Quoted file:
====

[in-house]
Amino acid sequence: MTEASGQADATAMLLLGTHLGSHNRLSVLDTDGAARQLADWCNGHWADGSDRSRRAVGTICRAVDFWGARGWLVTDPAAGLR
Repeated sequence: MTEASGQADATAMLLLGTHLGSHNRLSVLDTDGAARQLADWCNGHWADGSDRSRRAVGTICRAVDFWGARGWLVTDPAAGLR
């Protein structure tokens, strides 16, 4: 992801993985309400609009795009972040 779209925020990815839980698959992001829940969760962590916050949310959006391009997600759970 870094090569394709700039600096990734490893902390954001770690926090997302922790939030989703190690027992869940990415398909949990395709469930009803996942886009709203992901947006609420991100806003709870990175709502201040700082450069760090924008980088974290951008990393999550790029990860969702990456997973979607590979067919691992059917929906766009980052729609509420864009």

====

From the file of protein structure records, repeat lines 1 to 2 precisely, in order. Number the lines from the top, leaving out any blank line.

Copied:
[in-house]
Amino acid sequence: MTEASGQADATAMLLLGTHLGSHNRLSVLDTDGAARQLADWCNGHWADGSDRSRRAVGTICRAVDFWGARGWLVTDPAAGLR